Elma Hodžić from the History Museum of Bosnia and Herzegovina discussed the work of the museum, connecting the issue of history with the issue of identity. “The History Museum was formed from the transformation of the Museum of the Revolution, and this transformation is largely connected with the context in which we act and work today,” said Hodžić. She explained that since 2012, the History Museum has changed its policy and has started to adhere to multiple identity positions in which it is located as an institution. She continues that this means that one cannot make a surgical cut from what the museum used to be, but instead questions the legacy of socialism from which the museum was born and uses the connection of both the past and the present.

Photo: Mitar Simikić

Fermin Cordoba, representative of the European Union in Bosnia and Herzegovina, addressed the audience, emphasizing the commitment of the European Union (EU) to building peace and stability, which is a prerequisite for the integration of BiH and the region into the EU. According to him, the EU’s commitment to the country’s peace and stability manifests in several ways. In addition to negotiating with representatives of the government and political parties to find solutions, they provide support to local communities and significant civil society initiatives.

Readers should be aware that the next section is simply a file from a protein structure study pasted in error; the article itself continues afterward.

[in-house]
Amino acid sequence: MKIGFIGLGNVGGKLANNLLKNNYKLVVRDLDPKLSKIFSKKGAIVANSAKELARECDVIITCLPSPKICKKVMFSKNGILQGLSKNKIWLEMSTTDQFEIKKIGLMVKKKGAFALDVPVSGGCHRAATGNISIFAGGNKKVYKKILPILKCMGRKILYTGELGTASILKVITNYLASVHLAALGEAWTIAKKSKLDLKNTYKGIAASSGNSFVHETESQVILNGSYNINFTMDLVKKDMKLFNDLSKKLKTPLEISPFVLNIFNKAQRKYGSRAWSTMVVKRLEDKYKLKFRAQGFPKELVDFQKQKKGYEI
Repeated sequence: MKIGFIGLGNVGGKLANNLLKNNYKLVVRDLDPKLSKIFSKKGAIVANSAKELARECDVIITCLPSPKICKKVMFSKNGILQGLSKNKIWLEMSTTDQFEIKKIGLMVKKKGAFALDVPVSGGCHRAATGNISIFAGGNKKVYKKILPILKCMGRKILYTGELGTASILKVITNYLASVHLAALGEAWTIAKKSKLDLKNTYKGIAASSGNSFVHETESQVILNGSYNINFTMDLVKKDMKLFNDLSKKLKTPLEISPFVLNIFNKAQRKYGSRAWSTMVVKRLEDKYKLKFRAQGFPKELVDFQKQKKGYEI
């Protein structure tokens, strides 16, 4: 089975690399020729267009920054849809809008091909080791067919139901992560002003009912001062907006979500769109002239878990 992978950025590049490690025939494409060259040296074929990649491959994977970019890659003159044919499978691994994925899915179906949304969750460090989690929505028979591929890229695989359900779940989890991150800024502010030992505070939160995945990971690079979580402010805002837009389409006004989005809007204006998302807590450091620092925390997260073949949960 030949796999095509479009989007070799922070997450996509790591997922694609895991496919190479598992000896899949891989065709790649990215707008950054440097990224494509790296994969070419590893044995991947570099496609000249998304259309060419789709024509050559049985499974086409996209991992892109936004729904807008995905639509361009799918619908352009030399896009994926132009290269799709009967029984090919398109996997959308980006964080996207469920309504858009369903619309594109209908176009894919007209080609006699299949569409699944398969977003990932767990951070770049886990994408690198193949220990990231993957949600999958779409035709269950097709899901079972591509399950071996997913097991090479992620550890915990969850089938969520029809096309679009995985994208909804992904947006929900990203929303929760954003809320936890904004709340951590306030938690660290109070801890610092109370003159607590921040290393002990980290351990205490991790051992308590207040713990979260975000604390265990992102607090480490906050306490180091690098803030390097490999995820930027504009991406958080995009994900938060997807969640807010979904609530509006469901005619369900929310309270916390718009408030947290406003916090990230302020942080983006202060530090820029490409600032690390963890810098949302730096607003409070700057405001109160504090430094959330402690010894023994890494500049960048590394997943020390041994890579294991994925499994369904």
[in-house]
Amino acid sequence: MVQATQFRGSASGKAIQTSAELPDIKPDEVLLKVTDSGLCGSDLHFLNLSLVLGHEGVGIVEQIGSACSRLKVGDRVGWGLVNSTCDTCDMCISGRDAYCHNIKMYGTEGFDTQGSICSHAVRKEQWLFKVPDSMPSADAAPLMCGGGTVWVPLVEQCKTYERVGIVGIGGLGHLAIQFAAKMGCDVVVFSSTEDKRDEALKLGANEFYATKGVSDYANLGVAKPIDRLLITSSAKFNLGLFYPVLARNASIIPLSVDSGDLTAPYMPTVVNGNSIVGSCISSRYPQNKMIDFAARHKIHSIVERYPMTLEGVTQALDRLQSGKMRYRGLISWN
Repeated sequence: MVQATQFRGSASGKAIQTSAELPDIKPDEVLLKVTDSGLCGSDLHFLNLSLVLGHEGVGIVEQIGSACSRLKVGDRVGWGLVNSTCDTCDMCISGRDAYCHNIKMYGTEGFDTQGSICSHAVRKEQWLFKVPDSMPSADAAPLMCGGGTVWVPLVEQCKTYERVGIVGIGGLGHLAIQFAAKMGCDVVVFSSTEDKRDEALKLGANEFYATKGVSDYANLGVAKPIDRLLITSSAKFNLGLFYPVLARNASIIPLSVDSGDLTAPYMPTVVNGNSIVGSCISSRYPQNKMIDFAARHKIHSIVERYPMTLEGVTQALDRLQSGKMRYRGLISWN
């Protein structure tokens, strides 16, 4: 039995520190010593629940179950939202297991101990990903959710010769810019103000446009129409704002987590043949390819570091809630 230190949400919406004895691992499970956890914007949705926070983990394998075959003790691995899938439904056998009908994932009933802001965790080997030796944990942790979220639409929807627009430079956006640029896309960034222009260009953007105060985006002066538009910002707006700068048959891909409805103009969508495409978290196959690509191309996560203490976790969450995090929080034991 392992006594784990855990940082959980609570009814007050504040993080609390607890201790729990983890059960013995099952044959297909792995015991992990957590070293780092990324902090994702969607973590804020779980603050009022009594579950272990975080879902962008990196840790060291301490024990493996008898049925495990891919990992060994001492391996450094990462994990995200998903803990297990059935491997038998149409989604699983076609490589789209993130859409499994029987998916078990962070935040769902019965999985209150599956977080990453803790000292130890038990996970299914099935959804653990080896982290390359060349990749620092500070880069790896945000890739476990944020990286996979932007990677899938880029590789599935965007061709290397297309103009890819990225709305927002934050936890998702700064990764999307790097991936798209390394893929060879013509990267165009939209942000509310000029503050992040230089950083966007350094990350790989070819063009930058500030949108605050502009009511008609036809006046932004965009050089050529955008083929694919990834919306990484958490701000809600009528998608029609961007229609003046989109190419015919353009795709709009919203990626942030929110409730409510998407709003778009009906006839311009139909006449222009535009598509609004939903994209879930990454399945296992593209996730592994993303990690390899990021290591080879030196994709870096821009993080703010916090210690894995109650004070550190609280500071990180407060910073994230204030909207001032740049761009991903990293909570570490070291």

The opening of the exhibition “The Love Tales” and the presentation of MIR Magazine were organized as part of the Western Balkans project “Manifesta 14” in Priština.

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Winner of the Intercultural Achievement Recognition Award by the Austrian Federal Ministry for Europe, Integration and Foreign Affairs